Book Cover Design: OctagonLab

UntitledI previously wrote about my experiences with 99Designs for the cover of my first novel, The Blood Moon. In that post I talked about how I tossed around the idea of using a site called OctagonLab for the design of the cover. Ultimately, I passed on OctagonLab for that cover, but for another cover—Snow After Christmas, a holiday-themed short story coming out in November—I decided to give OctagonLab a go.

The website offers other services besides book cover design that might be useful to authors as well, including banner design and logo design. I haven’t used either of those services, so I can’t speak to how well they design those, but I will elaborate on the process.

For book design, OctagonLab has three packages: Air, Pro, and Premium. Here’s a breakdown of what each includes:

1. Air – $47
– e-book only
– 2 revisions included
– stock images included in price

2. Pro – $147
– print and e-book
– 4 revisions included
– stock images included in price
– print ready files
– front, back, and spine design
– 3D images of your cover as a real book

3. Premium – $247
– 2 premium cover designs
– unlimited revisions
– priority service
– free promotional graphics for Facebook and Twitter
– everything included in Air and Pro packages

Being that I only had a short story and am planning on only publishing it in an e-book format, I chose the Air package. The order page was different than I expected. Of course they asked for the title, author’s name, and any additional text that should be included on the cover (I asked for “A Short Story” to be placed below the title). They also asked for a book summary. They include a feature where you are able to upload images from your computer that could either serve as inspiration or to be used within the design.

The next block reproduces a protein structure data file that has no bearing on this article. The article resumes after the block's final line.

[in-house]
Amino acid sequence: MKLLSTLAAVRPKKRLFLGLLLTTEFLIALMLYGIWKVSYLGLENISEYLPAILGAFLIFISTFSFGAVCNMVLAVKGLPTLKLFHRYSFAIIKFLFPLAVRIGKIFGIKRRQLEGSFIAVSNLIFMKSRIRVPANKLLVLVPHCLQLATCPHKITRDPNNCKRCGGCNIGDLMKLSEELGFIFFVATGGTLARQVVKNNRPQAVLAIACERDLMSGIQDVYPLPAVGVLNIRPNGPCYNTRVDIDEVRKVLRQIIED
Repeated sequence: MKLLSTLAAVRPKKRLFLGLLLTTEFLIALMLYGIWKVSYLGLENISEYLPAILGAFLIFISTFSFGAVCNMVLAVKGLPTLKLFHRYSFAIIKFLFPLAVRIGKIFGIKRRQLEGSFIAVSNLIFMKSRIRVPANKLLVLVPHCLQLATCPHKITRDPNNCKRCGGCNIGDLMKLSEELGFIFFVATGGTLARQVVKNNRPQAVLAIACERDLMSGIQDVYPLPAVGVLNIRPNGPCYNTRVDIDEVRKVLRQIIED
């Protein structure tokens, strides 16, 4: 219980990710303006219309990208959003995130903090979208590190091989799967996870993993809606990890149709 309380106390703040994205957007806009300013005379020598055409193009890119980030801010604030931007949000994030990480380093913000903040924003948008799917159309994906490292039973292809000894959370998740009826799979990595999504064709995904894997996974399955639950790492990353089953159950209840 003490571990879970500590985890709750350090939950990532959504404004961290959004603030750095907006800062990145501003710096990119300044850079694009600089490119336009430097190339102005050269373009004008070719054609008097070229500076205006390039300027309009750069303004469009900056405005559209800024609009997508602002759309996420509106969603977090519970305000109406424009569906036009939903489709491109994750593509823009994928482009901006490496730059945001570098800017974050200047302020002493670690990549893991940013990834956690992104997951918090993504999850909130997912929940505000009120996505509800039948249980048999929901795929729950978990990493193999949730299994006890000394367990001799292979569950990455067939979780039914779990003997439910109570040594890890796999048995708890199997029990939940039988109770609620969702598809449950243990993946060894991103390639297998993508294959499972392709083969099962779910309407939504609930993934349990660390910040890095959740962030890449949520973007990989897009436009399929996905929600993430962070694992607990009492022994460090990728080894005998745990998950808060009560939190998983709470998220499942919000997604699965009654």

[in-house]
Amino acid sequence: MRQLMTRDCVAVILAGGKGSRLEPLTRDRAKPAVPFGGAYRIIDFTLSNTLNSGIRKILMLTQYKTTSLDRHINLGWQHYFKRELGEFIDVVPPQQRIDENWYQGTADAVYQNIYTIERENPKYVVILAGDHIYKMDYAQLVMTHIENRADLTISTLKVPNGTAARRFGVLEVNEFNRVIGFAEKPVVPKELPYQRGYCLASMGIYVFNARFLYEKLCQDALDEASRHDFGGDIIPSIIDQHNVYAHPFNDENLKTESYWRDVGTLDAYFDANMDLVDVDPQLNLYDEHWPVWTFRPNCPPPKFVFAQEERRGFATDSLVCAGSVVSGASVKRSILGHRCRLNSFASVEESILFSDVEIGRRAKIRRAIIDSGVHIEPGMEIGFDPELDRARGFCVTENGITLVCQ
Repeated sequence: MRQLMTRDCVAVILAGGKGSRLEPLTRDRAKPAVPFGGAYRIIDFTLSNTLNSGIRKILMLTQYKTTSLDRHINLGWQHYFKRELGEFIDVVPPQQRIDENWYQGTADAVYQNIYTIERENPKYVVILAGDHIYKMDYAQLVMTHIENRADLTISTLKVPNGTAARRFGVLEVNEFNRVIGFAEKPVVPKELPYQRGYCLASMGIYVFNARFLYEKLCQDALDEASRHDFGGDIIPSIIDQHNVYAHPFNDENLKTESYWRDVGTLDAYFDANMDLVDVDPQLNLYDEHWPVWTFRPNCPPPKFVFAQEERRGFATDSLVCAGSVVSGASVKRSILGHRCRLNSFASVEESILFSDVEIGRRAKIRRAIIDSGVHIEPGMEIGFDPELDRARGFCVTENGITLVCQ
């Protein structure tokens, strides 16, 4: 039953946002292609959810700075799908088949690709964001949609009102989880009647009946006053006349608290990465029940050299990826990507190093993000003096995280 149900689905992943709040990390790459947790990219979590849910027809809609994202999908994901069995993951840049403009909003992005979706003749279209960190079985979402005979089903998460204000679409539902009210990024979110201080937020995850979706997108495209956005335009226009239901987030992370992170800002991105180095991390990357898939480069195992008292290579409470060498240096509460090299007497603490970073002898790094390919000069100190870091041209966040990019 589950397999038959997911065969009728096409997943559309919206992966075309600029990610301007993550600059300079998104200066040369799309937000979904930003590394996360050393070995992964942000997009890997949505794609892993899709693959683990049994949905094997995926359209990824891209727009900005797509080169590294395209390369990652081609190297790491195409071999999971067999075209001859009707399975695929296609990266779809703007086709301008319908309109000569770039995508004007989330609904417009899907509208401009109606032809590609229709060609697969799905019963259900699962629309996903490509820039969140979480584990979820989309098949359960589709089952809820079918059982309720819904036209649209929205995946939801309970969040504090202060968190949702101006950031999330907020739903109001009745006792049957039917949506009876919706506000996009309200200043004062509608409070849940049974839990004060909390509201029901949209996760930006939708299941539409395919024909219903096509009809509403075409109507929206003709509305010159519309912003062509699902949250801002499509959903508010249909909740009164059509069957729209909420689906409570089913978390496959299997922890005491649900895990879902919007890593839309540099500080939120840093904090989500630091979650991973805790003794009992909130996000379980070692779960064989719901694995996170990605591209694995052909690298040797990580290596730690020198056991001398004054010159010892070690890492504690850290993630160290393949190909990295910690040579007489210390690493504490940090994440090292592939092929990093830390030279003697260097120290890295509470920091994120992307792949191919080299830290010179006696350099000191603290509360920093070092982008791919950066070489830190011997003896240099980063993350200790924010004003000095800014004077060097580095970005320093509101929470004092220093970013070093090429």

What I found was missing was there wasn’t a spot to describe what you would like to see in the cover, nor was there a place to include links to other books you admired. I ended up adding it to the book description section, including links from Amazon and Barnes and Noble for books that had a similar design to what I was looking for. But, after I clicked continue and moved onto the billing page, I saw there was an “Order Details” section that you could include this stuff in.

There is also the option to upgrade to priority service for $30 at the bottom of the page. Unless you’re pressed for time to get a book out, I wouldn’t recommend this. The whole process took a little over 10 days. Really no time at all.

Once I submitted my order, I got an email confirming it. Then after that…silence. I didn’t hear from anyone from OctagonLab until the following weekend when I received the email that included my cover design. There were no further questions, no samples, nothing. The only other book cover design I had done was through 99Designs where I was presented with a wide variety of book designs, so I may be a little spoiled, but this just seemed too impersonal.

In the email, he told me to let him know if I wanted any revisions. I did, but he never told me how to contact him about the revisions. I replied to the email and never received an email indicating that it didn’t go through, so I assumed he got it. I waited another week and never heard anything. The changes I requested were fairly minor, so I figured I would’ve seen a revised cover in a shorter period of time, but that wasn’t the case.

I ended up using their contact form on their website and included my order number and email detailing the revisions I requested. I don’t know if it happened to be dumb luck, or if they had forgotten about my order, but I received it the next day. Again, all the email said was: “Here’s your design. Let me know if you would like any changes.” That was the end of the road for me since I was happy with that cover.

I was sufficiently underwhelmed with OctagonLab. Their designs are pretty good, I received a cover I am happy with, but the customer service was lacking. Plus, the cover designs are more or less basic stock image manipulations. Not a deal breaker for some people or, in my case, for a short story rather than a full-length novel. I may consider them again for another short story cover. You can’t beat the $47 price tag, but this cover doesn’t wow me as much as the cover for The Blood Moon.

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